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RA: 17h 17m 7.27s
Dec: +43° 08′ 11.5″
Ch: MSA:1135, U2:81, SA:8
Ref: SIMBAD, SEDS
Type: globular cluster
Mag: B=?, V=6.3
This globular cluster lies midway between the Keystone of Hercules and the head of Draco. It was discovered by J Bode in 1777, and described in the NGC as very bright, very large, extremely compressed in the middle, stars resolved throughout, consisting of faint stars only.
In the Philosophical Transactions, 1818, William Herschel wrote: "1799, 7 feet finder. It may just be distinguished; it is but very little larger than a star. 1783, 2 feet sweeper With 15 power it appears like a clouded star. 1783, 7 feet telescope. With 227 power resolved into very small stars; with 460 power I can count many of them. 1799, 10 feet telescope. With 240 power the stars are much condensed in the centre. 1783, 1787, 1799, 20 feet telescope. A brilliant cluster, about 6 or 7' diameter. 1805, large 10 feet telescope. The most condensed part is3' 16 seconds diameter."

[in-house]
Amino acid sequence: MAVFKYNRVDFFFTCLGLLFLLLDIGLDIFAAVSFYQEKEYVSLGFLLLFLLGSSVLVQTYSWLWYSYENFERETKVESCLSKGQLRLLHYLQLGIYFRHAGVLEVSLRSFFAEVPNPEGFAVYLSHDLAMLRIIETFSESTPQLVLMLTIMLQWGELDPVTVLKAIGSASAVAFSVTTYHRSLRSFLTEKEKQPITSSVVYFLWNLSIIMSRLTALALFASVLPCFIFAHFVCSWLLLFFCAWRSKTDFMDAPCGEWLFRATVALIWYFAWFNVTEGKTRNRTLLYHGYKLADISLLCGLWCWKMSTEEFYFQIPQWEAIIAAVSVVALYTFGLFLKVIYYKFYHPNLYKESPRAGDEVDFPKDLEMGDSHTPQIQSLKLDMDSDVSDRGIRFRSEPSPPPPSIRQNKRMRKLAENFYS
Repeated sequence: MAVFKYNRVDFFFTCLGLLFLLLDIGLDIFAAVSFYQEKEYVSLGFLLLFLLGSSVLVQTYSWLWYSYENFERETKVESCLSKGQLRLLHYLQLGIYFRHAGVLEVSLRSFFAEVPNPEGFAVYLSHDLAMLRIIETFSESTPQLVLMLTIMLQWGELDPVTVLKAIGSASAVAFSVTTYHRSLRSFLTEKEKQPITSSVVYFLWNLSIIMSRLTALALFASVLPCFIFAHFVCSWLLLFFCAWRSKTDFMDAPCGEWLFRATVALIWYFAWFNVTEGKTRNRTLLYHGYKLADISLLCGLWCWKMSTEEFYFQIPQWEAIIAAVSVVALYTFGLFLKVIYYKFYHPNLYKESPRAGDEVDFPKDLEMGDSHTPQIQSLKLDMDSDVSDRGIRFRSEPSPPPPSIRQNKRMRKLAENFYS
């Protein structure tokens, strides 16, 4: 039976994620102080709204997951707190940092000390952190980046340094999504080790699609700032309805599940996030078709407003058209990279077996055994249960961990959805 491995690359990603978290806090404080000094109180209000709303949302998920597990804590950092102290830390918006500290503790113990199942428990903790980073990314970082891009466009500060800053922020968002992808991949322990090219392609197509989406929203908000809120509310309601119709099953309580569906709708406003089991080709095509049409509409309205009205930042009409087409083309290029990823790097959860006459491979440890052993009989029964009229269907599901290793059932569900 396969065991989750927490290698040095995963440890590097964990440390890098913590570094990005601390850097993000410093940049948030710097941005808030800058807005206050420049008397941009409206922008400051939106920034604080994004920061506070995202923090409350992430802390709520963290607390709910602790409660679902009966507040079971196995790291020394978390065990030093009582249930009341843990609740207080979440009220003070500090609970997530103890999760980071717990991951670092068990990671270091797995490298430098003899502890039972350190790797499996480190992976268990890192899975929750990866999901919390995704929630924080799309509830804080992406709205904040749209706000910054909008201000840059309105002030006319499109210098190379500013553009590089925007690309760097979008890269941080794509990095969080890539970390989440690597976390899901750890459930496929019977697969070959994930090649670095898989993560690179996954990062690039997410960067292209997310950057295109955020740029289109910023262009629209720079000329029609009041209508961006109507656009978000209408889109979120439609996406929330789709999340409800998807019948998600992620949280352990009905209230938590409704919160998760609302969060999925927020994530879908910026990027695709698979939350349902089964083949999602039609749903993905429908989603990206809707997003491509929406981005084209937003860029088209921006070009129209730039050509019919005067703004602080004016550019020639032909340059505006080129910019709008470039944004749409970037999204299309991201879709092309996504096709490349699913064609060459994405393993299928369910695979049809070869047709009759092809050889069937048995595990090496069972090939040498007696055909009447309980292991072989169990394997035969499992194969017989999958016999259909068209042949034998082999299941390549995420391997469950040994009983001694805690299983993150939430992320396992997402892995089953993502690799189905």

In the 5th edition of Webb's Celestial Objects for Common Telescopes it is described as "very fine cluster, though not equal to M13; less resolvable; intensely bright in centre. D'Arrest justly calls it, with his 11-inch achromat at Copenhagen, 'acervus adspectu jucundissimus.' In Hershel's reflectors, 7' or 8' diameter. Buffham, with 9-inch speculum, found stars bright and more compressed than in M13, but blaze resolved by glimpses. Spectrum as M13. E. of Rosse, possible spiral, nucleus barely, if at all, resolved."